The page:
Augusta County citizens vote NO on the Augusta County Courthouse Referendum
UPDATE (Nov. 8):
At the polls on Election Day, Augusta County voters made their voices heard to determine the future of the Augusta County Courthouse.
Following controversy during the past week over whether members of the Augusta County Board of Supervisors misled voters with paid advertisements and figures, citizens voted to keep the courthouse in Staunton, rather than move it to Verona.
The question on the ballot was this -
"Shall the Courthouse of Augusta County be removed to the Augusta County Government Center Complex in Verona, Virginia, and shall the Board of Supervisors be permitted to spend $45,000,000.00 therefore?"
The votes from Augusta County citizens played out like this:
11,784 voted Yes - 32.96%
23,969 voted No - 67.04%
Once many of Augusta County's 26 precincts were reporting, the Board of Supervisors issued the following official statement:
"The Augusta County Board of Supervisors would like to thank all of the citizens of the County that came out and voted this evening. While we are disappointed in the results of the courthouse referendum, the Board of Supervisors continues to have a legal and moral responsibility to our judicial system. As such the board will take some time to consider what action we may take in regards to our facilities in the future."
Voters in Augusta County will decide whether or not to construct a new courthouse complex in Verona on Tuesday, Nov. 8.
But officials in favor of the move have fallen under scrutiny for information they've presented ahead of the vote.
The Board of Supervisors recently mailed 30,000 informational brochures to homes, listing a cost comparison of constructing courthouses in both Staunton and Verona. The price tag for the Queen City, estimated by an architect firm, came to $59,429,000. Meanwhile, the Verona project was priced at $45 million.
A graphic posted on the government's Facebook account over the weekend came to a similar conclusion.
"When the county prepared to address the needs of all of our court facilities, we did a number of analysis and studies to determine [...] the best way to build all the functions of the courts together," said Carolyn Bragg, the chair of the board. "The question was then asked, 'what would the cost be to put something that was a similar facility in Downtown Staunton?'"
However, those against the move argue the county could remodel the current courthouse on East Johnson Street at a much cheaper cost.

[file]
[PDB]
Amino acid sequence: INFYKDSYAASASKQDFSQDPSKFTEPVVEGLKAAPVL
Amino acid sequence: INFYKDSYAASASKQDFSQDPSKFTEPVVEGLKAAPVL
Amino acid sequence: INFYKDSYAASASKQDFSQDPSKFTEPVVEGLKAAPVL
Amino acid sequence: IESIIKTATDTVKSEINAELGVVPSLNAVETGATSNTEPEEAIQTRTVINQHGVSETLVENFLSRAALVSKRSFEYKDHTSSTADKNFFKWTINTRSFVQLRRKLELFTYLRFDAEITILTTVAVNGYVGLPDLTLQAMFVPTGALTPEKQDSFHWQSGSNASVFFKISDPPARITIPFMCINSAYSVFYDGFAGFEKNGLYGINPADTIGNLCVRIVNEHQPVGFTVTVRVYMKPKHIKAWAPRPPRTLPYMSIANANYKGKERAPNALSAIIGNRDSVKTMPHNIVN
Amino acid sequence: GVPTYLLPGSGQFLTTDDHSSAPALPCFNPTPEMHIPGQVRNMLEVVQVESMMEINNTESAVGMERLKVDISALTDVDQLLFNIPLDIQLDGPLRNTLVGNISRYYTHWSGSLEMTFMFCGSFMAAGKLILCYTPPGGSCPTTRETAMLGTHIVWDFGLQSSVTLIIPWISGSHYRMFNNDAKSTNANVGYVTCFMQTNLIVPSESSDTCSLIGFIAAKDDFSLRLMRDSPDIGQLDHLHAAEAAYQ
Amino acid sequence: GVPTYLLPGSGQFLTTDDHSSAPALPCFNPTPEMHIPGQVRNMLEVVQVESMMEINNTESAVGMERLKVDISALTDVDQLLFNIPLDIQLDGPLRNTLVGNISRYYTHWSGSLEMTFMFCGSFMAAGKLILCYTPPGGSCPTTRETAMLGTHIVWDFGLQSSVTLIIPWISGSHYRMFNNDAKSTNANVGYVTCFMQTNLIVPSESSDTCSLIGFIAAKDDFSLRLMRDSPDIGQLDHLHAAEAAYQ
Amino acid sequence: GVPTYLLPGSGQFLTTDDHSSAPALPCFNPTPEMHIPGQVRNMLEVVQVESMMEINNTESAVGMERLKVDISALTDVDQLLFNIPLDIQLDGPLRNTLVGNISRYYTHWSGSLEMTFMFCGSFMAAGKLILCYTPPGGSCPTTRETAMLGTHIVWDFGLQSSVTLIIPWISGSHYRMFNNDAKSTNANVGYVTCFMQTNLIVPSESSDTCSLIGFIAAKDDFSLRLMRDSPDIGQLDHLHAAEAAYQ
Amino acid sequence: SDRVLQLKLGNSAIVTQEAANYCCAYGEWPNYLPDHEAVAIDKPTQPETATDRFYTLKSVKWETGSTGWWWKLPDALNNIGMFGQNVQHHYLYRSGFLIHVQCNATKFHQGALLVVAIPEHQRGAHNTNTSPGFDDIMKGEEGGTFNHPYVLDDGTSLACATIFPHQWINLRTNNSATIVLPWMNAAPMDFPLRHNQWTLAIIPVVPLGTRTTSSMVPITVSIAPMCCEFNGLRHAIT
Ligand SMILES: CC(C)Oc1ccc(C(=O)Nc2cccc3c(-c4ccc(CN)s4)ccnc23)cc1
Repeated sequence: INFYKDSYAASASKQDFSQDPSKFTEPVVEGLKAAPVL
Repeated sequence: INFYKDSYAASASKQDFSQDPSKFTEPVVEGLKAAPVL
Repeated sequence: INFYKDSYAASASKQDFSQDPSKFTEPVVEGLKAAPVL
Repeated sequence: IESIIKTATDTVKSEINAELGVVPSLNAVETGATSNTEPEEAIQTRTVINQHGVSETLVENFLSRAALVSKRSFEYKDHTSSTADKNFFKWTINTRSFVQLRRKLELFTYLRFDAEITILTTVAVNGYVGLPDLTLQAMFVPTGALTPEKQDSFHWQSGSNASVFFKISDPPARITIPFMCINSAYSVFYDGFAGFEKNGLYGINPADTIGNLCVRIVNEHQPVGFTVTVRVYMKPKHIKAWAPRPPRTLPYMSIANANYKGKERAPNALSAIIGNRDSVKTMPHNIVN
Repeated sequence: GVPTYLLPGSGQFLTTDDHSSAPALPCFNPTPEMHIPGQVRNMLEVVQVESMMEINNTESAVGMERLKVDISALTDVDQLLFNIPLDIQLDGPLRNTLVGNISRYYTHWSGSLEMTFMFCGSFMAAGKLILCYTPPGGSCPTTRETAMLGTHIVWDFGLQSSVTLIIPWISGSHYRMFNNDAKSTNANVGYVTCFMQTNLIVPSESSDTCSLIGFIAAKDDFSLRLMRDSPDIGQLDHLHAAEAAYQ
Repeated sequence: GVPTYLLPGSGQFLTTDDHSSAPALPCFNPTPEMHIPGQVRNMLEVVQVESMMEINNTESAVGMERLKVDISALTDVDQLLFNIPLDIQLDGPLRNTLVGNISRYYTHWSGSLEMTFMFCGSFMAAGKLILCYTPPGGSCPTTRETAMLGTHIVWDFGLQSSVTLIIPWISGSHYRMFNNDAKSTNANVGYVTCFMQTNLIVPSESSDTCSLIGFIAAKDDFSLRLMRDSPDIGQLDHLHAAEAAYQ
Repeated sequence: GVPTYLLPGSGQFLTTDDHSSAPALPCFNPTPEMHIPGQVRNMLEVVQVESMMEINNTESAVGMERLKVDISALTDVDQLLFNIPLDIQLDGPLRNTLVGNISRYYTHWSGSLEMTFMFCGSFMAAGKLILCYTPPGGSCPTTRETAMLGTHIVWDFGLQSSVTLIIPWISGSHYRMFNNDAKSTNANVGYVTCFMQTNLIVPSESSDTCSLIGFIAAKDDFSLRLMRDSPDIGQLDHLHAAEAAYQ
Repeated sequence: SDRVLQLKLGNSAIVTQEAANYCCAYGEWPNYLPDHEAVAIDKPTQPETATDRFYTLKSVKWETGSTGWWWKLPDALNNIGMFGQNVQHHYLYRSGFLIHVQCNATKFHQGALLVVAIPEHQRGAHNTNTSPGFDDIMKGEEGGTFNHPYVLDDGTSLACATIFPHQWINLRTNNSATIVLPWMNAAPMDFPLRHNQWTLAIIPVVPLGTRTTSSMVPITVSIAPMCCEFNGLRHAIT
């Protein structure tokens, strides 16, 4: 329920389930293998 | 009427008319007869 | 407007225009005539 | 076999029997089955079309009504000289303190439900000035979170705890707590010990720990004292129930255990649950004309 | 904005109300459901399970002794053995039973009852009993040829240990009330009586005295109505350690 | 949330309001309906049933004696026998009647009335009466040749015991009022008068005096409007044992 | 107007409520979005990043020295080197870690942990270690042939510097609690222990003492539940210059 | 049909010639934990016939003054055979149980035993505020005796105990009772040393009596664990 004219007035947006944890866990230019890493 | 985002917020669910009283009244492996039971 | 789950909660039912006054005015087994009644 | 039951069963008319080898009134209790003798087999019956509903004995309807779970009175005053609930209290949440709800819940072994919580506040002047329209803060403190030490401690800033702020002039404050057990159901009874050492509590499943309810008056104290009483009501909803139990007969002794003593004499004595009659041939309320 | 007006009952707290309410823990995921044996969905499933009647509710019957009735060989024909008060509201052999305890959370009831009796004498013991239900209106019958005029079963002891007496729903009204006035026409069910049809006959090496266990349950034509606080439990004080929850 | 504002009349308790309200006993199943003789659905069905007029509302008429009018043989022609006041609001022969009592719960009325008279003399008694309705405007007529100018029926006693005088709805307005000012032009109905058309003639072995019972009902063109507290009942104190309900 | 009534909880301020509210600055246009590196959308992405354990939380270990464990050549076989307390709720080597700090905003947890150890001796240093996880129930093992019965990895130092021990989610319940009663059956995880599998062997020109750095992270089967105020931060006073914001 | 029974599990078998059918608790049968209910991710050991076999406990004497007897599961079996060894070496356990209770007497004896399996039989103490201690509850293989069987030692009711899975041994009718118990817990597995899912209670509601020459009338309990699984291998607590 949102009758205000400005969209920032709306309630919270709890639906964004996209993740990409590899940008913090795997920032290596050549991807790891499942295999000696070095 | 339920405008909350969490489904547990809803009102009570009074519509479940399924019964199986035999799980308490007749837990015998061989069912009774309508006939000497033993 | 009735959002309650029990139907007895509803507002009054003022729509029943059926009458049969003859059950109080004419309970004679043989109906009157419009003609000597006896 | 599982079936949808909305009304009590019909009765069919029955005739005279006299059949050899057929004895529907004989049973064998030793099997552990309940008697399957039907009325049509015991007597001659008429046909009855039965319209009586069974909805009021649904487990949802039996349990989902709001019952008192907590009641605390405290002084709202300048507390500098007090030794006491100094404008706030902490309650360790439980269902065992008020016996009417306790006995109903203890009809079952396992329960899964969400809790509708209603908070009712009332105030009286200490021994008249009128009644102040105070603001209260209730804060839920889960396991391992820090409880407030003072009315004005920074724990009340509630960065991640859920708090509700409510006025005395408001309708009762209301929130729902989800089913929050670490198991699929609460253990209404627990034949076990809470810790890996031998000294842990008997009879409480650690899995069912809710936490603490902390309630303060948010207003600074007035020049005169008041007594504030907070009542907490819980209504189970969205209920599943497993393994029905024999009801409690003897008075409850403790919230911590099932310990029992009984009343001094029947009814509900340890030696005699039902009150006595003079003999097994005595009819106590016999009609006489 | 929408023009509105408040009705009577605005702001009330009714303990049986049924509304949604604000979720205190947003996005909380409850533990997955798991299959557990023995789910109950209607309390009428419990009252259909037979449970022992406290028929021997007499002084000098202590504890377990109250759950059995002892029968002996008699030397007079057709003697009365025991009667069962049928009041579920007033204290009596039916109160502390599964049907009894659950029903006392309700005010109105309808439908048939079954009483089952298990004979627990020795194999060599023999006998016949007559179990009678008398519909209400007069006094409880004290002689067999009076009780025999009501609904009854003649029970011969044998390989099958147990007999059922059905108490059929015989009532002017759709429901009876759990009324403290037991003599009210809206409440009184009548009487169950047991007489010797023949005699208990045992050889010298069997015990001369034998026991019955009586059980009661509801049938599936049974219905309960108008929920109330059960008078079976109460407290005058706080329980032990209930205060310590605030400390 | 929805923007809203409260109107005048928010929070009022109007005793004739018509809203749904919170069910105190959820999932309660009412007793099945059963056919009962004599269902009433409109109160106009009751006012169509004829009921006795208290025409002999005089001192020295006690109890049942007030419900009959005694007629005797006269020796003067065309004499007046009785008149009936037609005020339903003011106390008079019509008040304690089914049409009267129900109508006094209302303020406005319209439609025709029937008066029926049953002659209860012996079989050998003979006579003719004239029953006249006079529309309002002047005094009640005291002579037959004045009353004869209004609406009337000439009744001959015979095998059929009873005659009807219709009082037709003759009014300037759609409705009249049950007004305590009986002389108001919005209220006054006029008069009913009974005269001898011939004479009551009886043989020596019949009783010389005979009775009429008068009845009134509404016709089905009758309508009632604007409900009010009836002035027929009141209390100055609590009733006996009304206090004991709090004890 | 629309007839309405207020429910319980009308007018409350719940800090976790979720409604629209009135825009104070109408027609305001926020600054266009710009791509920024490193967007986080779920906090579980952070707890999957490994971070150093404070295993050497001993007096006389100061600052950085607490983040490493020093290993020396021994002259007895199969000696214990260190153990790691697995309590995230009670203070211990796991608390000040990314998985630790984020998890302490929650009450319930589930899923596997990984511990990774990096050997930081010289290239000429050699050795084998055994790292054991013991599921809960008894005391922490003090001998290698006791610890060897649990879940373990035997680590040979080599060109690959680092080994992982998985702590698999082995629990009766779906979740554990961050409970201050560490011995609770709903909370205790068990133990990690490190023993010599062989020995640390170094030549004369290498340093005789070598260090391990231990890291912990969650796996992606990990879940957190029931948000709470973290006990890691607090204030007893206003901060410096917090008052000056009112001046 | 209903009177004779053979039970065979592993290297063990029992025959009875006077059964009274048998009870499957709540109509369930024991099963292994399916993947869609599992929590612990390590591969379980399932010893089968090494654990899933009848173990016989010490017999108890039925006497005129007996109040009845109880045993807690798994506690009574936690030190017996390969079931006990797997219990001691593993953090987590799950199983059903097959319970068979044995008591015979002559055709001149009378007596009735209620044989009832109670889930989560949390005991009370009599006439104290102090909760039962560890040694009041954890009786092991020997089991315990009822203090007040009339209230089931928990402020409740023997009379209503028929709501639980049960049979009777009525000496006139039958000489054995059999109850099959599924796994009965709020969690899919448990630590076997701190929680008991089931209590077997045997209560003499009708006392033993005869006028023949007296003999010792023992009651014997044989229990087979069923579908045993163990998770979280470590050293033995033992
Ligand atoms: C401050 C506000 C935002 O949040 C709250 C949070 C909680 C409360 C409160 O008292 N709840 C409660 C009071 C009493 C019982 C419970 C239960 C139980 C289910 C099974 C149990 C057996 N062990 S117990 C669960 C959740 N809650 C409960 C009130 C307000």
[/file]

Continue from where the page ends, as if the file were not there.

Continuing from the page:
North River District Supervisor Marshall Pattie, who is among those opposed to Tuesday's referendum, said the $59 million price for a new Staunton facility is intentionally misleading.
"In 2012, tax payers paid $80,000 for a study that showed we can renovate the circuit courthouse for significantly less than what it would cost to build a new one," said Pattie. "The bottom line is it's going to be significantly less money for us to renovate in Staunton than to build new in Verona."
But Bragg expressed doubt on the suitability of the current courthouse in the years to come.
"Strictly a remodel of the circuit court building will not address any of the needs for the general district or juvenile domestic relations," Bragg said. "A remodel of just the [current] building is probably not an option."
So, what will happen if the referendum fails to pass?
According to Bragg, a circuit court judge could petition the Virginia Supreme Court to render the property insufficient to meet the needs of the county. A five-member panel would then develop a plan to best meet the court's needs.
Bragg said the main concerns would be the building's security, accessibility and functionality. Parking would also be put under consideration.
But both Bragg and Pattie agree doing nothing is not an option.
"Turning down or delaying the needs of the courts doesn't change what we have a responsibility to do, both legally and morally," said Bragg.
"Regardless of where we sit on this side, the board recognizes that something needs to be done," said Pattie.
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